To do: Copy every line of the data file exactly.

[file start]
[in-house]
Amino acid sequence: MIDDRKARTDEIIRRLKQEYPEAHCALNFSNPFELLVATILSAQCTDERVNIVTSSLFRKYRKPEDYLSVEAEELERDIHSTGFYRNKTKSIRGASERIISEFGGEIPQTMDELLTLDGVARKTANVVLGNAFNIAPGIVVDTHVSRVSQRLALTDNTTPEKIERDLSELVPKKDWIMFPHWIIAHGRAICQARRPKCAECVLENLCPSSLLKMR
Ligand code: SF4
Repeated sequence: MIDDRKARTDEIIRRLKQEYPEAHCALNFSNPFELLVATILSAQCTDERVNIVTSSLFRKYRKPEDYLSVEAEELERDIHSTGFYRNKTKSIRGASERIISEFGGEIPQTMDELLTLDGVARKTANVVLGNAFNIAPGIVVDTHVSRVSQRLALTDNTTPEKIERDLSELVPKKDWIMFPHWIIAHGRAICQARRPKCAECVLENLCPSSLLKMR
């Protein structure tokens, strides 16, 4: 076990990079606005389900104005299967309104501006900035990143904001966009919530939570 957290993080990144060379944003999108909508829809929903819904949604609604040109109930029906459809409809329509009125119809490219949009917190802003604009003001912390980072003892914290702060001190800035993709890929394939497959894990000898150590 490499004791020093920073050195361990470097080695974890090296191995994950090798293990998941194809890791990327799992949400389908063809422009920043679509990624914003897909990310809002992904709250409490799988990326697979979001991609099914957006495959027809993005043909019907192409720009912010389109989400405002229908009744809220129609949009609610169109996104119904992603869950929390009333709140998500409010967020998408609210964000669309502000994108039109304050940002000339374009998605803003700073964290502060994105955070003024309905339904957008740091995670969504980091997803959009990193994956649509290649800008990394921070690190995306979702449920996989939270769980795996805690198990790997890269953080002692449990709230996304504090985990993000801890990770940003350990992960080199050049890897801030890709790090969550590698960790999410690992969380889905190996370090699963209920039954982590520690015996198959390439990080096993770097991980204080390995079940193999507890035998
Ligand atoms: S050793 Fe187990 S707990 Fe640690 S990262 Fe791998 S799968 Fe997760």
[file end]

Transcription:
[in-house]
Amino acid sequence: MIDDRKARTDEIIRRLKQEYPEAHCALNFSNPFELLVATILSAQCTDERVNIVTSSLFRKYRKPEDYLSVEAEELERDIHSTGFYRNKTKSIRGASERIISEFGGEIPQTMDELLTLDGVARKTANVVLGNAFNIAPGIVVDTHVSRVSQRLALTDNTTPEKIERDLSELVPKKDWIMFPHWIIAHGRAICQARRPKCAECVLENLCPSSLLKMR
Ligand code: SF4
Repeated sequence: MIDDRKARTDEIIRRLKQEYPEAHCALNFSNPFELLVATILSAQCTDERVNIVTSSLFRKYRKPEDYLSVEAEELERDIHSTGFYRNKTKSIRGASERIISEFGGEIPQTMDELLTLDGVARKTANVVLGNAFNIAPGIVVDTHVSRVSQRLALTDNTTPEKIERDLSELVPKKDWIMFPHWIIAHGRAICQARRPKCAECVLENLCPSSLLKMR
């Protein structure tokens, strides 16, 4: 076990990079606005389900104005299967309104501006900035990143904001966009919530939570 957290993080990144060379944003999108909508829809929903819904949604609604040109109930029906459809409809329509009125119809490219949009917190802003604009003001912390980072003892914290702060001190800035993709890929394939497959894990000898150590 490499004791020093920073050195361990470097080695974890090296191995994950090798293990998941194809890791990327799992949400389908063809422009920043679509990624914003897909990310809002992904709250409490799988990326697979979001991609099914957006495959027809993005043909019907192409720009912010389109989400405002229908009744809220129609949009609610169109996104119904992603869950929390009333709140998500409010967020998408609210964000669309502000994108039109304050940002000339374009998605803003700073964290502060994105955070003024309905339904957008740091995670969504980091997803959009990193994956649509290649800008990394921070690190995306979702449920996989939270769980795996805690198990790997890269953080002692449990709230996304504090985990993000801890990770940003350990992960080199050049890897801030890709790090969550590698960790999410690992969380889905190996370090699963209920039954982590520690015996198959390439990080096993770097991980204080390995079940193999507890035998
Ligand atoms: S050793 Fe187990 S707990 Fe640690 S990262 Fe791998 S799968 Fe997760």